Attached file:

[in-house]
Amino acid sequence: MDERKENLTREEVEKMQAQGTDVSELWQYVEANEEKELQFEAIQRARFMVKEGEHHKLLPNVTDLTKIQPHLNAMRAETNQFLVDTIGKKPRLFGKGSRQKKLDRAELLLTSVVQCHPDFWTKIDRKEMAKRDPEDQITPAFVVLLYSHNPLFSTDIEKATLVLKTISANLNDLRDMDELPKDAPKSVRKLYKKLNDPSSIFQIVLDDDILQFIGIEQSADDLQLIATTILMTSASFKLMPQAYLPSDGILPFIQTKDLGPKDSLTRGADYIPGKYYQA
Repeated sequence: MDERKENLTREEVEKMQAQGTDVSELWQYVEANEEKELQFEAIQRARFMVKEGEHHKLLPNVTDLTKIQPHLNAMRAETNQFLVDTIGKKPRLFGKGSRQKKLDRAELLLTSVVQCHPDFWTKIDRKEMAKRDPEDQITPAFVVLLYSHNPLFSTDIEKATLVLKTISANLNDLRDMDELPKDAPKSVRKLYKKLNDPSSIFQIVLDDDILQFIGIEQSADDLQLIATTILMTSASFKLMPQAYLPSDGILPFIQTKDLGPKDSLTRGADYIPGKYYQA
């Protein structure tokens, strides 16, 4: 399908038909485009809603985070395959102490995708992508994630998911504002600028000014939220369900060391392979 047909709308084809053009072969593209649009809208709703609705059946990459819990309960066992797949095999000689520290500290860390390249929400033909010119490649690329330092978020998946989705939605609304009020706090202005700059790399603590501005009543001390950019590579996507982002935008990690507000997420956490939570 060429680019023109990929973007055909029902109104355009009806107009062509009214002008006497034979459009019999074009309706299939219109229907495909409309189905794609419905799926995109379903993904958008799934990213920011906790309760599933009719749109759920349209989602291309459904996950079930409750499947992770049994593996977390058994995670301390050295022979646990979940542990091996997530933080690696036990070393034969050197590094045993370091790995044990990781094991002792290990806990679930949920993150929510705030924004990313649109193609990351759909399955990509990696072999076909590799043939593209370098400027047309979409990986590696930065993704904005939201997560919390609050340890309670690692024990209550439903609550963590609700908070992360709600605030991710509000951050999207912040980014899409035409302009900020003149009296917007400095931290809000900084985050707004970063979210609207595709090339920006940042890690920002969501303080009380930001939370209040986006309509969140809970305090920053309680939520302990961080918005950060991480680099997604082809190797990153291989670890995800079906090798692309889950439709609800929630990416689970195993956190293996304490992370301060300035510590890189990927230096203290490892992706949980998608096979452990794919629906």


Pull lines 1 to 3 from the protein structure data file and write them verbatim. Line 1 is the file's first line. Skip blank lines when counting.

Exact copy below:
[in-house]
Amino acid sequence: MDERKENLTREEVEKMQAQGTDVSELWQYVEANEEKELQFEAIQRARFMVKEGEHHKLLPNVTDLTKIQPHLNAMRAETNQFLVDTIGKKPRLFGKGSRQKKLDRAELLLTSVVQCHPDFWTKIDRKEMAKRDPEDQITPAFVVLLYSHNPLFSTDIEKATLVLKTISANLNDLRDMDELPKDAPKSVRKLYKKLNDPSSIFQIVLDDDILQFIGIEQSADDLQLIATTILMTSASFKLMPQAYLPSDGILPFIQTKDLGPKDSLTRGADYIPGKYYQA
Repeated sequence: MDERKENLTREEVEKMQAQGTDVSELWQYVEANEEKELQFEAIQRARFMVKEGEHHKLLPNVTDLTKIQPHLNAMRAETNQFLVDTIGKKPRLFGKGSRQKKLDRAELLLTSVVQCHPDFWTKIDRKEMAKRDPEDQITPAFVVLLYSHNPLFSTDIEKATLVLKTISANLNDLRDMDELPKDAPKSVRKLYKKLNDPSSIFQIVLDDDILQFIGIEQSADDLQLIATTILMTSASFKLMPQAYLPSDGILPFIQTKDLGPKDSLTRGADYIPGKYYQA